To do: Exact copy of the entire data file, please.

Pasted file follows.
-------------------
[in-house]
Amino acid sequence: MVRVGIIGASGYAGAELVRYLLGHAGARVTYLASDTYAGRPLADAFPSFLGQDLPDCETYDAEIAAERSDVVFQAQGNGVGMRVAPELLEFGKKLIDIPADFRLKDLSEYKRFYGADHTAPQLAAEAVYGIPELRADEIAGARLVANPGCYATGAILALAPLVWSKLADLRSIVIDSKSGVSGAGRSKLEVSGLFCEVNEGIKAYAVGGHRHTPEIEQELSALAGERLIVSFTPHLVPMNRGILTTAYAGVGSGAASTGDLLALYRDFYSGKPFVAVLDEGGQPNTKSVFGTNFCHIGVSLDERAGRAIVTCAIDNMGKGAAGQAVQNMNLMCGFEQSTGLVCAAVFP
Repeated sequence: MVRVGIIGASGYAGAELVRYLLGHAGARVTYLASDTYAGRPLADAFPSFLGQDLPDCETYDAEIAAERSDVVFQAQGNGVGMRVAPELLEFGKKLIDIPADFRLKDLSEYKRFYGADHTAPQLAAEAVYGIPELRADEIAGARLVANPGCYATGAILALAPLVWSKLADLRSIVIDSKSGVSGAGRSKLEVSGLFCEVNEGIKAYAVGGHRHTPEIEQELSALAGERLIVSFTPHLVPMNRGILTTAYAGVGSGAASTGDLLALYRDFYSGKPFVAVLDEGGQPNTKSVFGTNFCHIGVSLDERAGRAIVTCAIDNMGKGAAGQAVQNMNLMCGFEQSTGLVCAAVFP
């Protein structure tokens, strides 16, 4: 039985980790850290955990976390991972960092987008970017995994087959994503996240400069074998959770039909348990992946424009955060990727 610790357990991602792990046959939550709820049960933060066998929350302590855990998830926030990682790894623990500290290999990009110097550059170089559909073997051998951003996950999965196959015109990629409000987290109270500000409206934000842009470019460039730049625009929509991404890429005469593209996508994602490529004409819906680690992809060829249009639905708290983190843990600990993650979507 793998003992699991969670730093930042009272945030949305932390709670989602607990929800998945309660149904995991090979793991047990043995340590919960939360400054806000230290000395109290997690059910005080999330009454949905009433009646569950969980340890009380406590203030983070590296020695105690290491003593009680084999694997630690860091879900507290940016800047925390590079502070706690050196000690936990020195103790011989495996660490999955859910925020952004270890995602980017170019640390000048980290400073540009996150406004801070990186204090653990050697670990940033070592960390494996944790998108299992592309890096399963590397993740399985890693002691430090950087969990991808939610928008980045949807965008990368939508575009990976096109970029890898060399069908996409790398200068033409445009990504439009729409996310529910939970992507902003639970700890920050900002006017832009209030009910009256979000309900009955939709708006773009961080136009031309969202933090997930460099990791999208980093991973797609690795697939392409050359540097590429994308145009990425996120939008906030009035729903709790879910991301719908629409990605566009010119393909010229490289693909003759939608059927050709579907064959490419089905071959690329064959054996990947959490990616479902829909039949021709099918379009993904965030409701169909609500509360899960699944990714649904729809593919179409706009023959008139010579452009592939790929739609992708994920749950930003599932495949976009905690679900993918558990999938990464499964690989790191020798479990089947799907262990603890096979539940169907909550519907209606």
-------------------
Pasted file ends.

[in-house]
Amino acid sequence: MVRVGIIGASGYAGAELVRYLLGHAGARVTYLASDTYAGRPLADAFPSFLGQDLPDCETYDAEIAAERSDVVFQAQGNGVGMRVAPELLEFGKKLIDIPADFRLKDLSEYKRFYGADHTAPQLAAEAVYGIPELRADEIAGARLVANPGCYATGAILALAPLVWSKLADLRSIVIDSKSGVSGAGRSKLEVSGLFCEVNEGIKAYAVGGHRHTPEIEQELSALAGERLIVSFTPHLVPMNRGILTTAYAGVGSGAASTGDLLALYRDFYSGKPFVAVLDEGGQPNTKSVFGTNFCHIGVSLDERAGRAIVTCAIDNMGKGAAGQAVQNMNLMCGFEQSTGLVCAAVFP
Repeated sequence: MVRVGIIGASGYAGAELVRYLLGHAGARVTYLASDTYAGRPLADAFPSFLGQDLPDCETYDAEIAAERSDVVFQAQGNGVGMRVAPELLEFGKKLIDIPADFRLKDLSEYKRFYGADHTAPQLAAEAVYGIPELRADEIAGARLVANPGCYATGAILALAPLVWSKLADLRSIVIDSKSGVSGAGRSKLEVSGLFCEVNEGIKAYAVGGHRHTPEIEQELSALAGERLIVSFTPHLVPMNRGILTTAYAGVGSGAASTGDLLALYRDFYSGKPFVAVLDEGGQPNTKSVFGTNFCHIGVSLDERAGRAIVTCAIDNMGKGAAGQAVQNMNLMCGFEQSTGLVCAAVFP
């Protein structure tokens, strides 16, 4: 039985980790850290955990976390991972960092987008970017995994087959994503996240400069074998959770039909348990992946424009955060990727 610790357990991602792990046959939550709820049960933060066998929350302590855990998830926030990682790894623990500290290999990009110097550059170089559909073997051998951003996950999965196959015109990629409000987290109270500000409206934000842009470019460039730049625009929509991404890429005469593209996508994602490529004409819906680690992809060829249009639905708290983190843990600990993650979507 793998003992699991969670730093930042009272945030949305932390709670989602607990929800998945309660149904995991090979793991047990043995340590919960939360400054806000230290000395109290997690059910005080999330009454949905009433009646569950969980340890009380406590203030983070590296020695105690290491003593009680084999694997630690860091879900507290940016800047925390590079502070706690050196000690936990020195103790011989495996660490999955859910925020952004270890995602980017170019640390000048980290400073540009996150406004801070990186204090653990050697670990940033070592960390494996944790998108299992592309890096399963590397993740399985890693002691430090950087969990991808939610928008980045949807965008990368939508575009990976096109970029890898060399069908996409790398200068033409445009990504439009729409996310529910939970992507902003639970700890920050900002006017832009209030009910009256979000309900009955939709708006773009961080136009031309969202933090997930460099990791999208980093991973797609690795697939392409050359540097590429994308145009990425996120939008906030009035729903709790879910991301719908629409990605566009010119393909010229490289693909003759939608059927050709579907064959490419089905071959690329064959054996990947959490990616479902829909039949021709099918379009993904965030409701169909609500509360899960699944990714649904729809593919179409706009023959008139010579452009592939790929739609992708994920749950930003599932495949976009905690679900993918558990999938990464499964690989790191020798479990089947799907262990603890096979539940169907909550519907209606």